Newsletter Article

Conserving Water Helps Reduce Energy Costs

Water heating is a significant source of energy use in most commercial, industrial, and institutional facilities. While energy-efficient water heating equipment and maintenance practices can help cut costs, a water-efficiency program is an excellent way to reduce your water heating bill. When a facility uses water efficiently, it can also reduce costs associated with electrical power, chemical use, and waste water discharge. So not only will water conservation lower your energy bill, it can help you to positively impact the environment as well.

The following guidelines are designed to be a starting point for a program to improve overall water efficiency, as well as reduce hot water use.

General management

Make a company commitment to water efficiency by:

  • Designating a water efficiency coordinator.
  • Developing a mission statement and a plan.
  • Educating and involving your employees in water efficiency efforts.
  • Letting chemical suppliers or service contractors know water efficiency is a priority for your company.

Equipment changes

High-efficiency plumbing fixtures and other equipment can yield substantial savings on water, sewer and energy bills.

  • Install high efficiency toilets, or install water-saving devices on existing toilets.
  • Install water-efficient faucet aerators and shower heads.
  • Use water-efficient ice makers.
  • As appliances and equipment wear out, replace them with water-saving models.
  • Eliminate "once-through" cooling with municipal water by recycling water flow to a cooling tower, or replacing with air-cooled equipment.

Operating and maintenance

A small investment can yield big savings.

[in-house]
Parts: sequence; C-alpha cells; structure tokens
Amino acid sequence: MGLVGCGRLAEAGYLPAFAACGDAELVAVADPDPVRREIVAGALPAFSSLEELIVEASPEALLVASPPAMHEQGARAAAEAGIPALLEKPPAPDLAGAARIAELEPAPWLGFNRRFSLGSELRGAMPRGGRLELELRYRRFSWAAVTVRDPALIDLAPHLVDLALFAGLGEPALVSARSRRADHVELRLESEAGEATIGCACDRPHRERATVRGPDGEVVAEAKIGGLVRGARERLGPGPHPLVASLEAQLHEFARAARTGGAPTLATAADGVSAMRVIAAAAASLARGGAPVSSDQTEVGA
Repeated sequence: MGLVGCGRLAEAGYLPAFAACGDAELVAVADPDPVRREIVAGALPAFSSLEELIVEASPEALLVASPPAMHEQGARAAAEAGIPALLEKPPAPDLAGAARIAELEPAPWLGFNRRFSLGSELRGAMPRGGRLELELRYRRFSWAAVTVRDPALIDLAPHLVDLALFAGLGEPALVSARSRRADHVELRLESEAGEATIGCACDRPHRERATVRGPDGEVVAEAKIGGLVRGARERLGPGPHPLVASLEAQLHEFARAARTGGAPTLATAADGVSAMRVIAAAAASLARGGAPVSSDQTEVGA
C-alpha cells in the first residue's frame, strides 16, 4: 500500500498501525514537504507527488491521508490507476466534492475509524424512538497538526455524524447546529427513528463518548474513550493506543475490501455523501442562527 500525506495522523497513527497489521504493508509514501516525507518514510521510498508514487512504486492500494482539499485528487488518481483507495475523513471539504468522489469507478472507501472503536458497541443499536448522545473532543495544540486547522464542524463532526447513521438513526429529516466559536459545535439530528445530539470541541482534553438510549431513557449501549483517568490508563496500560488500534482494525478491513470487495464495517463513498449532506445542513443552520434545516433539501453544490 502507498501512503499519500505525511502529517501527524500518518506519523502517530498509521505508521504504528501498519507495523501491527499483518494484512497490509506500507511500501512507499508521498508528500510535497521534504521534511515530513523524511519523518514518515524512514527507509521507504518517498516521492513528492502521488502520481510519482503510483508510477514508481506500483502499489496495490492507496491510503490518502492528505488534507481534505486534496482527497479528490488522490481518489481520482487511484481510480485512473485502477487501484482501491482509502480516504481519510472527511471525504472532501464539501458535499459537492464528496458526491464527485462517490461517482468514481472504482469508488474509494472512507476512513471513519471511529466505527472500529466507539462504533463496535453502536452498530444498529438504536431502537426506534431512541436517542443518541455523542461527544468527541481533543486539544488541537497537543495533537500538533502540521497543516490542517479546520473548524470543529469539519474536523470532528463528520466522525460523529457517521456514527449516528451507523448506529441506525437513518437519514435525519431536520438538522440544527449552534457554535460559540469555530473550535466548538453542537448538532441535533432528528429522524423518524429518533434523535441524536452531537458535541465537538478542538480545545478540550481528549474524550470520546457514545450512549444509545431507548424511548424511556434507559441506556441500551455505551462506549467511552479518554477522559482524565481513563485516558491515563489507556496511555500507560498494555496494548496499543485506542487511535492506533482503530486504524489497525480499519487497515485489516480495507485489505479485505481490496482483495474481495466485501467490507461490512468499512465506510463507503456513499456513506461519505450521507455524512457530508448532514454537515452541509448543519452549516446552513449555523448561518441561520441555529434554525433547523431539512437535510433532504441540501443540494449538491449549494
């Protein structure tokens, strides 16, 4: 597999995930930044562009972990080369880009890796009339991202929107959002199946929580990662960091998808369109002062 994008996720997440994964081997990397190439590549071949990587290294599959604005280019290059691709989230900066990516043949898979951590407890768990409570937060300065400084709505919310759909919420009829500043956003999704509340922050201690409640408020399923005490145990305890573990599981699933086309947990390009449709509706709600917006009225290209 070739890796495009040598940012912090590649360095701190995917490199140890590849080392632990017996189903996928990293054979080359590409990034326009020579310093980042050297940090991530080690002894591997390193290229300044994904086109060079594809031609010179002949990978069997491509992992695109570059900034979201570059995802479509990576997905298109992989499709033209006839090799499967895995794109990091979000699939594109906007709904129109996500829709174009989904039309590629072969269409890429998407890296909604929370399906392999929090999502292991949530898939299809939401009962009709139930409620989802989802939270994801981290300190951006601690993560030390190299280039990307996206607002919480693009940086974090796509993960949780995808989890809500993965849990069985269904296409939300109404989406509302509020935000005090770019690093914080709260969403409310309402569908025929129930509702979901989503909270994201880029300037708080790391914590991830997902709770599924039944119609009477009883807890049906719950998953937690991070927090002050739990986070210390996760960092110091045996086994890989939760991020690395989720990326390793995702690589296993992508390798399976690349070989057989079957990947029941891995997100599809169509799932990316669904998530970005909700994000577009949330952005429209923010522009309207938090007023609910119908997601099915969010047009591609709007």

• Find and repair all leaks.
  • Minimize the water used in space cooling equipment per manufacturers' recommendations.
  • Shut off cooling units when not needed.

Kitchen and laundry

Simple changes that save significant amounts of water include:

  • Turn off dishwashers when not in use. Wash full loads only.
  • Scrape rather than rinse dishes before washing.
  • Use water from steam tables to wash down cooking areas.
  • Don't use running water to melt ice or frozen foods.
  • Handle waste materials in a dry state whenever possible.
  • Wash only full loads of laundry.

Landscape irrigation

Significant water consumption can occur during the growing season in some climates.

  • Detect and repair leaks in irrigation systems.
  • Use properly treated waste water or "gray water" for irrigation where available.
  • Water the lawn or garden during the coolest part of the day (early morning is best). Don't water on windy days.
  • Water trees and shrubs—which have deep root systems—longer and less frequently than shallow-rooted plants that require smaller amounts of water more often.
  • Adjust sprinklers to water the lawn or garden only—not the street or sidewalk.
  • Use soaker hoses or trickle irrigation for trees and shrubs.
  • Install moisture sensors on sprinkler systems.
  • Remove thatch and aerate turf to encourage movement of water to the root zone.
  • Minimize or eliminate fertilizing, which promotes new growth that needs additional watering.
  • Coordinate watering to avoid discharge after heavy rainstorms whenever possible.

Other outdoor water use

Limit outdoor water consumption by:

  • Sweep or blow paved areas to clean, rather than hosing off.
  • When using a hose, control the flow with an automatic shut-off nozzle.
  • Wash vehicles less often; use a commercial car wash that recycles water.
  • Consider using newer, water-saving swimming pool filters.
  • Lower pool water level to reduce amount of water splashed out.
  • Use a pool cover to reduce evaporation when the pool's not being used.

These suggested measures are not intended to supersede more stringent federal, state, tribal, or local health, safety and environmental regulations. For more information on water conservation and rebates please take a look at our Water Conservation Rebate Program.

September 2023 Water & Electric Key Accounts

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